It is easy to understand how being sent to jail or prison for a criminal conviction can be a tough and life changing consequence to deal with, however, many people don’t realize the seriousness of probation. Specifically, the violation of the conditions of probation and what consequences come along with that.
Probation can be a very restrictive process and there are many conditions to follow. Sometimes there are enough conditions that make it very easy to violate probation. In this blog, we will discuss some probation violations and the consequences of them. Like all our blogs, this is intended for general information purposes only, and not as a substitute for the advice and counsel of a criminal defense attorney.
Examples of violations of probation
A violation of probation is simply the failure to adhere to, or to complete a certain condition of your probation. This will depend on the conditions that are set by a judge when the defendant receives probation as part of his or her sentence. Different defendants on probation will have different conditions they must follow. Below are just a few examples of conditions of probation that are often violated:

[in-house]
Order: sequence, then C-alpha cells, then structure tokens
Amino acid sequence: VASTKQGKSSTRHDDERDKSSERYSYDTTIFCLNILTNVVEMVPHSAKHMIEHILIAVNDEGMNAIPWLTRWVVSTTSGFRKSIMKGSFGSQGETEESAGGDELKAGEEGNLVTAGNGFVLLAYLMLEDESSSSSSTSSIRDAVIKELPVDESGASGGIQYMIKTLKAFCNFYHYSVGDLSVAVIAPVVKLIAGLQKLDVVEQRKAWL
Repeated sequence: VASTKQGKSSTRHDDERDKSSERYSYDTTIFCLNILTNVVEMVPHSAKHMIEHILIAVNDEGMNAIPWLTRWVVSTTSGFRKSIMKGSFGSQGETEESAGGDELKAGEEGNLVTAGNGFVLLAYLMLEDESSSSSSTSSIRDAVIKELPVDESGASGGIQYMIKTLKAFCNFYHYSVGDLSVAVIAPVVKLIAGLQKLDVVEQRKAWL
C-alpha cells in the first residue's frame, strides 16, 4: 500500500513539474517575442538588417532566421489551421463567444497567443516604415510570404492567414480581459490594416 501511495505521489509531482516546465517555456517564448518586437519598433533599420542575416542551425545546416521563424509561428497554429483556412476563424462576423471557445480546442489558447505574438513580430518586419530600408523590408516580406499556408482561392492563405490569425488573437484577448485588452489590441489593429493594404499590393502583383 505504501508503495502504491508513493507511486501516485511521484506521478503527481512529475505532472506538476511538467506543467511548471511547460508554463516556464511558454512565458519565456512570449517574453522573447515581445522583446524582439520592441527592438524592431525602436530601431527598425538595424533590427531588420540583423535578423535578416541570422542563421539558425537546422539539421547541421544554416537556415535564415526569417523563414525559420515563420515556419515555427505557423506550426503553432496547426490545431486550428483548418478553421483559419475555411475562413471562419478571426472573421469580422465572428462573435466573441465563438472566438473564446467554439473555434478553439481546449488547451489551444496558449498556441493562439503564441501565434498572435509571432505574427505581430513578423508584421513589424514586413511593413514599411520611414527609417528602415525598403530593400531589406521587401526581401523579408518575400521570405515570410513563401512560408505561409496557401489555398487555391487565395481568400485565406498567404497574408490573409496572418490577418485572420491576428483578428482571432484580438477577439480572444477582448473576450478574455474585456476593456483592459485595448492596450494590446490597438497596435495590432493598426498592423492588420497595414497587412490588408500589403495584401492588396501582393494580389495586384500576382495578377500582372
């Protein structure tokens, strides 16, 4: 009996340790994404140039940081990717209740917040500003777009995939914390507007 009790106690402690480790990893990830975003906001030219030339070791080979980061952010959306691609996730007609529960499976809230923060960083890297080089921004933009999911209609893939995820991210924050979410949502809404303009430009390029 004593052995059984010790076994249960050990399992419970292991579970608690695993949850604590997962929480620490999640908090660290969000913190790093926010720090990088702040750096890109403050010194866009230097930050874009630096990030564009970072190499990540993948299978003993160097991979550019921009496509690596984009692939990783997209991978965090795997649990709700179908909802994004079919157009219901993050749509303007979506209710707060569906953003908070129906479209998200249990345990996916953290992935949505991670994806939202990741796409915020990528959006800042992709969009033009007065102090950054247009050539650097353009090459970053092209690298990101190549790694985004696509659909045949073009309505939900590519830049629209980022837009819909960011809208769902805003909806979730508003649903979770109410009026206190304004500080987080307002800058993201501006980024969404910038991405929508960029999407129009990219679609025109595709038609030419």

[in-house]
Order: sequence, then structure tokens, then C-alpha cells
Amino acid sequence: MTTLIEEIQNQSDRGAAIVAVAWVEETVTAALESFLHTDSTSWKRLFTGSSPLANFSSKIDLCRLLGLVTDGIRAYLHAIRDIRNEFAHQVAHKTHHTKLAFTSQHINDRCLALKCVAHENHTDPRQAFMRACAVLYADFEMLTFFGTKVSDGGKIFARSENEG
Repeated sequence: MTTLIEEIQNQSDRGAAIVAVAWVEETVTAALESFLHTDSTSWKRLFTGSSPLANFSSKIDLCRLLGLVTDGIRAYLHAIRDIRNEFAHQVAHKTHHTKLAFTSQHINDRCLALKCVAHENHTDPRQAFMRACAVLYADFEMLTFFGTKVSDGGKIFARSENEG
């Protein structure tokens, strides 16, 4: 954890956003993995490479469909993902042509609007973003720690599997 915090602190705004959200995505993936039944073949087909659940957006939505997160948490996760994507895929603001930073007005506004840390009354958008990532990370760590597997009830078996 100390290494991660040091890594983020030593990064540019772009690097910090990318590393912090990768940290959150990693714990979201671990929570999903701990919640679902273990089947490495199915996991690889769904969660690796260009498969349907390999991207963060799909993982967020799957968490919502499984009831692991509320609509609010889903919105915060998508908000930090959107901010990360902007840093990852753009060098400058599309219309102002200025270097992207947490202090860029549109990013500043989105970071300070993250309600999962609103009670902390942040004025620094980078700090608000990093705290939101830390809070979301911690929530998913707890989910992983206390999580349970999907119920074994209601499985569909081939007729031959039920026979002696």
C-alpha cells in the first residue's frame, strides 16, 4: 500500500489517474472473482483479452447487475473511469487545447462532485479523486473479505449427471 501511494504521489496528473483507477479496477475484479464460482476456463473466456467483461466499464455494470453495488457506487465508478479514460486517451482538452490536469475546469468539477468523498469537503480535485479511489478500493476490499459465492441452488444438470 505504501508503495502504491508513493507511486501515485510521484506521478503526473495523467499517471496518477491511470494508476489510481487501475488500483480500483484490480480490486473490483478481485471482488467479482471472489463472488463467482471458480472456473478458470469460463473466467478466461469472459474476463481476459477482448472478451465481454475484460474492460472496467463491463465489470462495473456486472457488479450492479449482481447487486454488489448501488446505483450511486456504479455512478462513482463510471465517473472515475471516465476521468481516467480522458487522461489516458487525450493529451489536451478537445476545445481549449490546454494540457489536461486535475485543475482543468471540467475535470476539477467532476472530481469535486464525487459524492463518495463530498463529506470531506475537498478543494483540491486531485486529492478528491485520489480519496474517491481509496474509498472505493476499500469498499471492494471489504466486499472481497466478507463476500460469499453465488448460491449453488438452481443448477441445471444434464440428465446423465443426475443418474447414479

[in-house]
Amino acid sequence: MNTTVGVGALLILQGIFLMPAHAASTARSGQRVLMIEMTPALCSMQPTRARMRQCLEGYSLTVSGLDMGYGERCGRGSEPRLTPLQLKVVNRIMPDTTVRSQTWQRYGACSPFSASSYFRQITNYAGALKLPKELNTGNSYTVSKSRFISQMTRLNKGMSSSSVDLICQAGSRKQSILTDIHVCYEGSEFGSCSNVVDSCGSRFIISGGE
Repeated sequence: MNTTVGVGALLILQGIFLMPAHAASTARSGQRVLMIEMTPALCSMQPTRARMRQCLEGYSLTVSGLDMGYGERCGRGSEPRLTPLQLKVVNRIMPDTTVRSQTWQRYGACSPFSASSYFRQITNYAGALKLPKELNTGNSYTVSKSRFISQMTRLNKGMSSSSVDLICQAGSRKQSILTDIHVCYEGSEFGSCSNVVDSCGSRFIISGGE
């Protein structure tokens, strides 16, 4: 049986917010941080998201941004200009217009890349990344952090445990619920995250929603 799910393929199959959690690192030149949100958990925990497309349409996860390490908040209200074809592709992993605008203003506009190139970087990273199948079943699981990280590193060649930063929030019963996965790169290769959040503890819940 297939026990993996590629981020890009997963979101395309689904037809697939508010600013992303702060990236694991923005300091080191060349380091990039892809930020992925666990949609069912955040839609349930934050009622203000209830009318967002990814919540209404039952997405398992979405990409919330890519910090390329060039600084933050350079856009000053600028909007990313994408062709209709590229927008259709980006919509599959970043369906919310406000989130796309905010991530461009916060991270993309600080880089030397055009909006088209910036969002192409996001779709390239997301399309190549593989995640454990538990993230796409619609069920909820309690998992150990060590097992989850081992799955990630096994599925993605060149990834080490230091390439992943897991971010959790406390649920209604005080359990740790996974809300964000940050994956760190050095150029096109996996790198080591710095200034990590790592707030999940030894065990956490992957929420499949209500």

- Failing a drug test
- Failure to pay required fees
- Failure to report to your probation officer at some scheduled time
- Conviction of a new crime
Consequences to probation violations
Not all probation violations are created equal. Some probation violations are considered a lot more severe than others. Failure to pay supervision fees for example will not be treated the same as absconding or being convicted of a new crime.
What punishment someone receives for a probation violation depends on some discretion by the judge, and what the specific violation is. A few examples of consequences of violations of probation are as follows:
- Having the term of probation extended
- Being ordered to serve a period of confinement
- Having probation revoked and the suspended sentence being activated
Defending a probation violation
Typically, probation violations are alleged by the probation officer, who is required to file the specific allegations with the court. After this occurs, a hearing will be scheduled to address bond, and then additionally, another hearing will be scheduled to address the merits of those allegations.
A person accused of a probation violation may have representation through both hearings. The attorney can defend the allegations in a similar manner as he would any other criminal trial. Sometimes something can be worked out with the probation officer, similar how a plea bargain would be handled.
If you have been charged with a crime in North Carolina or South Carolina and are seeking legal representation, contact us.